20) + 21) The two settings of the Diamond Art Deco Tiara owned by Princess Sibilla make it look as if these pictures show two totally different pieces though the magic behind the story is that the top half of the larger setting (21) can simply be removed to create the smaller setting (20). Some say that the tiara was a gift by Princess Sibilla's father Paul-Annik Weiller upon her wedding. Though there does not seem to be any doubt who the benefactor was, it seems more likely that she received it a few years into her marriage as a) she did not wear a tiara on her wedding day and b) she used to borrow tiaras from her husband's family for her first few tiara appearances.

22) Queen Victoria Eugenia's Aquamarine Tiara shows that Princess Sibilla does not only come from a seriously rich family but that she has quite some royal ancestry herself. Once owned by Queen Victoria Eugenia of Spain, a granddaughter of Queen Victoria of the United Kingdom, it now belongs to her granddaughters Donna Sandra and Donna Olimpia Torlonia di Civitella-Cesi, the latter being Princess Sibilla's mother. The tiara was worn by Princess Sibilla on the occassion of the pre-wedding gala dinner of the Hereditary Grand Ducal Couple.

23) Princess Joan's Diamond Tiara is a diamond tiara owned by the late Prince Charles' wife née Joan Douglas Dillon. The tiara is said to have been a gift by her father, former U.S. Treasury Secretary Clarence Douglas Dillon, and she frequently wore it to tiara events during her marriage. Charles and Joan's daughter, Princess Charlotte wore the tiara on her wedding day in 1993.

24) The Lannoy Family Tiara is owned by the family of Hereditary Grand Duchess Stéphanie. All of her sisters and sister-in-laws wore the tiara for their respective weddings and so it is no surprise that the born Countess de Lannoy opted to wear this family heirloom for her big day.

25) It is not even certain that this Floral Button Tiara worn by then Hereditary Grand Duchess Maria Teresa even is an actual tiara. Whatever it is exactly, it was only seen in this fashion once during the 1980's at a pre-wedding ball in Germany. The buttons might have been taken from a necklace that the Grand Duchess wore on a few occassions.

26) The Golden Bandeau Tiara, or maybe more tiaras with a very similar look, made the rounds on the heads of Grand Duchess Charlotte and her sisters during the 1910's and 1920's. There seems rather sparse workmanship put into this piece as it looks like a plain golden bandeau with one single stone.

27) The White House Tiara - what a name! - used to be one of the big tiara mysteries in the Grand Ducal collection. The above picture, which is one of the few that there is available online, was taken on 30 April 1963 during a state visit to the United States of America by Grand Duchess Charlotte and Hereditary Grand Duke Jean. The tiara was once owned by Grand Duchess Hilda of Baden, Charlotte's aunt who left her some jewels.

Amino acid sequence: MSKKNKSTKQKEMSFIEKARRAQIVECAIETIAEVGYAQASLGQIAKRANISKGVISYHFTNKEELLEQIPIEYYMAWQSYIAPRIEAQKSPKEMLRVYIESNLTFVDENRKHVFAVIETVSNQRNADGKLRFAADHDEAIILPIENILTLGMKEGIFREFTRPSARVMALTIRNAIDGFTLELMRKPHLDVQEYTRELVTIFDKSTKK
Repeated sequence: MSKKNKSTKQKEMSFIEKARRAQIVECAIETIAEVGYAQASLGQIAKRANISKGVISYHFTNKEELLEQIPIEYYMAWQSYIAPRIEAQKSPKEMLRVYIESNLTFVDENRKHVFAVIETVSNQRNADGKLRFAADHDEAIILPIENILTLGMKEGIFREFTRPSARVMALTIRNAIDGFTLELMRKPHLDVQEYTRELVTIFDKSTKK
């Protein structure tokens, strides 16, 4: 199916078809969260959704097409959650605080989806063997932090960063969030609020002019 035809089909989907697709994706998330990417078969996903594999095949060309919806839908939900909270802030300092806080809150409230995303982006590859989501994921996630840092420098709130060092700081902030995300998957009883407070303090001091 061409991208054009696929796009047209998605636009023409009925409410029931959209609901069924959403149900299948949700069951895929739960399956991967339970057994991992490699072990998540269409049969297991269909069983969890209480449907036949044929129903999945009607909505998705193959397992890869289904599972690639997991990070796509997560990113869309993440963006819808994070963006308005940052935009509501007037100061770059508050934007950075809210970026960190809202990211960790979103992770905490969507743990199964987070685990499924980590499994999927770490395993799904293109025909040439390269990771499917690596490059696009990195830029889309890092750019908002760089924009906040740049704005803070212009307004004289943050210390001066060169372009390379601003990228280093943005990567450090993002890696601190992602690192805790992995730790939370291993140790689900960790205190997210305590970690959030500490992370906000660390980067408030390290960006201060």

28) The Floral Bandeau Tiara is another tiara that has been worn by Grand Duchess Charlotte during her younger years. What appears to be a diamond tiara with a floral motif, can also be worn the other way round and hasn't been seen in a loooong time.

29) Joséphine-Charlotte's Danish Wedding Tiara was worn by then Hereditary Grand Duchess Joséphine-Charlotte at the wedding of then Princess Margrethe of Denmark, today's Queen. The tiara is of unknown provenance and hasn't been (publicly) worn since that day in 1967. It seems to be a rather high tiara with a floral motif. As the necklace that Joséphine-Charlotte is wearing is made of emerald and diamonds, it seems likely that the tiara consists of the same stones. The sisters of Prince Henrik and the President of France and his wife loaned several tiaras to ladies attending the wedding. It is possible that it was a loan. Several other royal women have been forced to borrow tiaras while attending high profile events. The United Kingdom's Queen Elizabeth was forced to borrow a tiara on at least one occasion because the band on her own tiara broke just before the event. Not even royal ladies are known to travel with a "backup taira." 

Almost 30 tiaras, that's quite a collection. And you know what? That isn't all! We, your faithful bloggers at Luxarazzi, have been told that there are jewels gathering dust in the Grand Ducal vaults since decades because they simply haven't been worn. Oh, how I wish they would get them out!

30) Update: Since this post was originally published in June 2013, there has been a new addition to the Grand Ducal Tiara Collection. For the national day gala 2014, Hereditary Grand Duchess Stéphanie sported a modern tiara featuring a diamond butterfly motif. The cour grand-ducale confirmed that it is a new addition to the collection but did not reveal any further details.

Photo sources: Tom Wagner / Christian Aschman / Guy Wolff / Cour grand-ducale / Albert Nieboer / PPE / Pascal Le Segretain / Getty Images Europe / Zimbio / Hola / Point de Vue / Corbis / Gamma Rapho / IBL Bildbyra / Niviere / SIPA France